Monday, December 28, 2009

More on Youth Training

If a child is ready for participation in organized sports, he or she is ready to undergo instruction in resistance training. As a result of modern sedentary lifestyles, young athletes are often not physically prepared for the rigors of sports. This lack of physical activity causes weakness, inflexibility, and poor motor skills - all factors causing poor performance and an increased risk of sports injury. Read what Louis Simmons, powerlifting champion and expert on strength training says,

"There has been much said about lifting and age. Everyone has their viewpoint. The United States, for the most part, will start young, 8-10 years old, in a particular sport such as football, baseball, basketball, boxing, and wrestling. It's almost always sports specific. That is, they participate in the sport with no prior general physical preparedness (GPP).
In the old Soviet countries, there were sport institutes that prepared the youth age 12 and above for sports but not by playing a certain sport, but by a well-prepared process of GPP. This is general mobility, flexibility, dexterity, endurance, hand/eye coordination, balance, and strength. For example, pushups, pull-ups, rope climbing, medicine ball work, kettle bell work, and some running and short sprints are done. They produced the model athlete for their sports system. Children were chosen for the sport that suited their physical, mental, and emotional qualities. Neither the child nor the parents were able to pick the sport."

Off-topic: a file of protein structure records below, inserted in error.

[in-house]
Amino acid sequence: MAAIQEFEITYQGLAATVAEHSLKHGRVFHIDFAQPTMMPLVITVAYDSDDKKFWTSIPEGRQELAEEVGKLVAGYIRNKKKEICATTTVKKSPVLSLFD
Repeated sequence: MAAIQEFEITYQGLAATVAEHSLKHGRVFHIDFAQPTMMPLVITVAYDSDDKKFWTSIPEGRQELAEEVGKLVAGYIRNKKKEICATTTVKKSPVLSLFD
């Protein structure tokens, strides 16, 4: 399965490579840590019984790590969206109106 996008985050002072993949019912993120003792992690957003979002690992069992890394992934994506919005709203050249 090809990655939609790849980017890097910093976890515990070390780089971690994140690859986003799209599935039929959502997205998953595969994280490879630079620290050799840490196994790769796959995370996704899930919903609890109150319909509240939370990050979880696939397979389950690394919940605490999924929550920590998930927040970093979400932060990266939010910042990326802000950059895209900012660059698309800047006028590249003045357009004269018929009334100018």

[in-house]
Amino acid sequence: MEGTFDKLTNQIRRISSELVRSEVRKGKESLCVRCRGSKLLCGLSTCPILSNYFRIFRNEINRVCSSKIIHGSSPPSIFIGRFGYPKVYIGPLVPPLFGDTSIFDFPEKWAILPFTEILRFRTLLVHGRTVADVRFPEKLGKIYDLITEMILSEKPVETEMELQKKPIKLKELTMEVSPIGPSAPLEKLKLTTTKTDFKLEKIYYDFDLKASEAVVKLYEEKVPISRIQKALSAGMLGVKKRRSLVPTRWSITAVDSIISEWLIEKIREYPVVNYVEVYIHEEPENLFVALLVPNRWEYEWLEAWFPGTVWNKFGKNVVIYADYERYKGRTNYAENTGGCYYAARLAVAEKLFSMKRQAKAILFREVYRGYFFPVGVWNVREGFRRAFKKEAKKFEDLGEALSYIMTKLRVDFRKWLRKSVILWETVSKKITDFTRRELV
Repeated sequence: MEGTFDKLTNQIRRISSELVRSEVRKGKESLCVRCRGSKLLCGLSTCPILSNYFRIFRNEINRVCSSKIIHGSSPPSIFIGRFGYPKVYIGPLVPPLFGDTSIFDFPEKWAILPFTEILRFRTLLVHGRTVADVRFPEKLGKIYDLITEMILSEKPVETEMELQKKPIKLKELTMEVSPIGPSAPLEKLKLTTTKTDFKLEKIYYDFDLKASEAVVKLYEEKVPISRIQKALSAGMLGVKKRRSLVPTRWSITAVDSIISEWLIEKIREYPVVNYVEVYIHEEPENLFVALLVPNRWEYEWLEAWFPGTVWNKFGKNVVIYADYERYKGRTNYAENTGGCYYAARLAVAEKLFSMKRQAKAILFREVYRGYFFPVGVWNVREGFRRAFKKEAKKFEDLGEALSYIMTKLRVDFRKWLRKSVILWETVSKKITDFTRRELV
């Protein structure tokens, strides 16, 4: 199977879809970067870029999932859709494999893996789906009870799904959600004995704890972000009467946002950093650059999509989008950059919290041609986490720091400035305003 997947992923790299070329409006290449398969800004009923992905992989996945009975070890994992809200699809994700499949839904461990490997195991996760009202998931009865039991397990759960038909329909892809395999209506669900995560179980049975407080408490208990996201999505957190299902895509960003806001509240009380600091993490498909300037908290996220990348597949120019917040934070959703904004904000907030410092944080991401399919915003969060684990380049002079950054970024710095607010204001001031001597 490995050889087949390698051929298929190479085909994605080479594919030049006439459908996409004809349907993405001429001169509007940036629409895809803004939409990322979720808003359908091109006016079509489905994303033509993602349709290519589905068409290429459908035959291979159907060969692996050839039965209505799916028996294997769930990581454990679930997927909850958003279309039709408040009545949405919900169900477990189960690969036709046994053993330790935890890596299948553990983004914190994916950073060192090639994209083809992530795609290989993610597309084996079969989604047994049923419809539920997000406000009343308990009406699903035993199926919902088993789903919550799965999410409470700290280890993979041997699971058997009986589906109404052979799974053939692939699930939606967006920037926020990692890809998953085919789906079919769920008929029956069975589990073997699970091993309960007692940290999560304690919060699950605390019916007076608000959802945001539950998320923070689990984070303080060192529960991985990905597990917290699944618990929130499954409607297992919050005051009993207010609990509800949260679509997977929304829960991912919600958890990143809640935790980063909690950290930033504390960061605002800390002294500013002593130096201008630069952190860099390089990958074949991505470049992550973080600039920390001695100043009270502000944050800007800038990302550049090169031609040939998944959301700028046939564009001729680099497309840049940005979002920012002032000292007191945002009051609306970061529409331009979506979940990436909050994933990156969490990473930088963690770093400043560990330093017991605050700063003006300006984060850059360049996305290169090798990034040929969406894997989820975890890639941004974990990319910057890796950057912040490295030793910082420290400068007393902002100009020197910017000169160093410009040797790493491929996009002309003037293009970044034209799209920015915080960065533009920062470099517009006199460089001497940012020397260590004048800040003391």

"...the incidence of overuse injuries sustained by young athletes could be reduced by 50% if more emphasis was placed on the development of fundamental fitness abilities before sports participation."
Faigenbaum, A., Schram, J. Can Resistance Training Reduce Injuries in Youth Sports? Strength and Conditioning Journal 26(3) p18. 2004.

"Approximately one-third of young athletes participating in organized sports in the United States sustain injuries requiring medical attention. Incidence of medical treatment for sports injuries peaks between the ages of 5 and 14 years and progressively decreases thereafter." Gamble, P. Approaching Physical Preparation for Youth Team-Sports Players. Strength and Conditioning Journal 30(1) p30. 2008.

The main premise for youth training is that there is no point in trying to impose sports specific training on flawed fundamental movement patterns. Teaching basic movement mechanics for running stopping, changing direction, jumping, and landing must form the basis of training for all young athletes.

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